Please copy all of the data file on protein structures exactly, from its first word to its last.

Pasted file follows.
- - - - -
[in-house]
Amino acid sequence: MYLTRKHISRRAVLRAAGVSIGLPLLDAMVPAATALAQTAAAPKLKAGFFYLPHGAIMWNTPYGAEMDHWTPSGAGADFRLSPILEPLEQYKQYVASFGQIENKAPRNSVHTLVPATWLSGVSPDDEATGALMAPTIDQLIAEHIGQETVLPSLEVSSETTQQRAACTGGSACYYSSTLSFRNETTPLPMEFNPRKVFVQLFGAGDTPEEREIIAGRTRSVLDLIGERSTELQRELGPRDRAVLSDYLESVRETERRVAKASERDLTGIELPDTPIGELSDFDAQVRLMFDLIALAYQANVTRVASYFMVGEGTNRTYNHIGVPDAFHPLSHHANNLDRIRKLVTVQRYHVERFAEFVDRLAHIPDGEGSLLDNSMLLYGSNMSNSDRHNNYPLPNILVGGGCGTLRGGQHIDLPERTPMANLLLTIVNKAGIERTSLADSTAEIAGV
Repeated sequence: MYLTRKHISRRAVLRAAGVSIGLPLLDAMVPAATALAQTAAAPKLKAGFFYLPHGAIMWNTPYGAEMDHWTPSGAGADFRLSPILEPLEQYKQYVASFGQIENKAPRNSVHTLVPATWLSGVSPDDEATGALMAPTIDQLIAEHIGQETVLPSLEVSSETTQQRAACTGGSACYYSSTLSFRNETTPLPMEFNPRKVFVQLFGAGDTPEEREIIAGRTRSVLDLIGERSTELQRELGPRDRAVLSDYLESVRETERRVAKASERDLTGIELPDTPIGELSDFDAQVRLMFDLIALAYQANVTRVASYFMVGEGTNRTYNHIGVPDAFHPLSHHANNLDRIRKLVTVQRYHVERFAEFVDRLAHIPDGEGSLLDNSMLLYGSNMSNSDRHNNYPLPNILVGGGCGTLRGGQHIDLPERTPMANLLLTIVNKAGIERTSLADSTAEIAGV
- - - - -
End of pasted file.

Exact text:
[in-house]
Amino acid sequence: MYLTRKHISRRAVLRAAGVSIGLPLLDAMVPAATALAQTAAAPKLKAGFFYLPHGAIMWNTPYGAEMDHWTPSGAGADFRLSPILEPLEQYKQYVASFGQIENKAPRNSVHTLVPATWLSGVSPDDEATGALMAPTIDQLIAEHIGQETVLPSLEVSSETTQQRAACTGGSACYYSSTLSFRNETTPLPMEFNPRKVFVQLFGAGDTPEEREIIAGRTRSVLDLIGERSTELQRELGPRDRAVLSDYLESVRETERRVAKASERDLTGIELPDTPIGELSDFDAQVRLMFDLIALAYQANVTRVASYFMVGEGTNRTYNHIGVPDAFHPLSHHANNLDRIRKLVTVQRYHVERFAEFVDRLAHIPDGEGSLLDNSMLLYGSNMSNSDRHNNYPLPNILVGGGCGTLRGGQHIDLPERTPMANLLLTIVNKAGIERTSLADSTAEIAGV
Repeated sequence: MYLTRKHISRRAVLRAAGVSIGLPLLDAMVPAATALAQTAAAPKLKAGFFYLPHGAIMWNTPYGAEMDHWTPSGAGADFRLSPILEPLEQYKQYVASFGQIENKAPRNSVHTLVPATWLSGVSPDDEATGALMAPTIDQLIAEHIGQETVLPSLEVSSETTQQRAACTGGSACYYSSTLSFRNETTPLPMEFNPRKVFVQLFGAGDTPEEREIIAGRTRSVLDLIGERSTELQRELGPRDRAVLSDYLESVRETERRVAKASERDLTGIELPDTPIGELSDFDAQVRLMFDLIALAYQANVTRVASYFMVGEGTNRTYNHIGVPDAFHPLSHHANNLDRIRKLVTVQRYHVERFAEFVDRLAHIPDGEGSLLDNSMLLYGSNMSNSDRHNNYPLPNILVGGGCGTLRGGQHIDLPERTPMANLLLTIVNKAGIERTSLADSTAEIAGV